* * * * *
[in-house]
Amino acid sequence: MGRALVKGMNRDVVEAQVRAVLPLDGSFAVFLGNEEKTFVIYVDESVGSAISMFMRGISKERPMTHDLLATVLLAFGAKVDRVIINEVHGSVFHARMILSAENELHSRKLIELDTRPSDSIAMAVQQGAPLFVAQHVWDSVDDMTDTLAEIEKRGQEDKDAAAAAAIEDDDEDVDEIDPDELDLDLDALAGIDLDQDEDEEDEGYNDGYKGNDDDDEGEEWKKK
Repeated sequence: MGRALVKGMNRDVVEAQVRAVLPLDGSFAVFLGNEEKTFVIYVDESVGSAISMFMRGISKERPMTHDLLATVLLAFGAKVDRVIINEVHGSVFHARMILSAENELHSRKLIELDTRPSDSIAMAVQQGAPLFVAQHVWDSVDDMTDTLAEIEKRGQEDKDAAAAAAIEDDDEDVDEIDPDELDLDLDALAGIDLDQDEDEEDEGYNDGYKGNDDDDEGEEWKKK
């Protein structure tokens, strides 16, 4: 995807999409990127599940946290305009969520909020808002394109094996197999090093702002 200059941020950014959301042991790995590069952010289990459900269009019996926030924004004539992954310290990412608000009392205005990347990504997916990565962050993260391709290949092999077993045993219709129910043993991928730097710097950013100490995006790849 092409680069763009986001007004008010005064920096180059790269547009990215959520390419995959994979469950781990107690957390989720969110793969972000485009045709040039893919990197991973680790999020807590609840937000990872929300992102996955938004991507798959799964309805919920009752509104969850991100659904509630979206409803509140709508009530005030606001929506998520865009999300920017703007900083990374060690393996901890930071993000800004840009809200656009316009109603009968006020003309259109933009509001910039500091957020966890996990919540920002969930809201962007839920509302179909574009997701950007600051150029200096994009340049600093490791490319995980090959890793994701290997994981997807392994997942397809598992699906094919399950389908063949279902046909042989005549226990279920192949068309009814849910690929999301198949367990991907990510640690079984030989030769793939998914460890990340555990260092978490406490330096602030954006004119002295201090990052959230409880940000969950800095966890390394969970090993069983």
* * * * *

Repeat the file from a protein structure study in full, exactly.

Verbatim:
[in-house]
Amino acid sequence: MGRALVKGMNRDVVEAQVRAVLPLDGSFAVFLGNEEKTFVIYVDESVGSAISMFMRGISKERPMTHDLLATVLLAFGAKVDRVIINEVHGSVFHARMILSAENELHSRKLIELDTRPSDSIAMAVQQGAPLFVAQHVWDSVDDMTDTLAEIEKRGQEDKDAAAAAAIEDDDEDVDEIDPDELDLDLDALAGIDLDQDEDEEDEGYNDGYKGNDDDDEGEEWKKK
Repeated sequence: MGRALVKGMNRDVVEAQVRAVLPLDGSFAVFLGNEEKTFVIYVDESVGSAISMFMRGISKERPMTHDLLATVLLAFGAKVDRVIINEVHGSVFHARMILSAENELHSRKLIELDTRPSDSIAMAVQQGAPLFVAQHVWDSVDDMTDTLAEIEKRGQEDKDAAAAAAIEDDDEDVDEIDPDELDLDLDALAGIDLDQDEDEEDEGYNDGYKGNDDDDEGEEWKKK
């Protein structure tokens, strides 16, 4: 995807999409990127599940946290305009969520909020808002394109094996197999090093702002 200059941020950014959301042991790995590069952010289990459900269009019996926030924004004539992954310290990412608000009392205005990347990504997916990565962050993260391709290949092999077993045993219709129910043993991928730097710097950013100490995006790849 092409680069763009986001007004008010005064920096180059790269547009990215959520390419995959994979469950781990107690957390989720969110793969972000485009045709040039893919990197991973680790999020807590609840937000990872929300992102996955938004991507798959799964309805919920009752509104969850991100659904509630979206409803509140709508009530005030606001929506998520865009999300920017703007900083990374060690393996901890930071993000800004840009809200656009316009109603009968006020003309259109933009509001910039500091957020966890996990919540920002969930809201962007839920509302179909574009997701950007600051150029200096994009340049600093490791490319995980090959890793994701290997994981997807392994997942397809598992699906094919399950389908063949279902046909042989005549226990279920192949068309009814849910690929999301198949367990991907990510640690079984030989030769793939998914460890990340555990260092978490406490330096602030954006004119002295201090990052959230409880940000969950800095966890390394969970090993069983």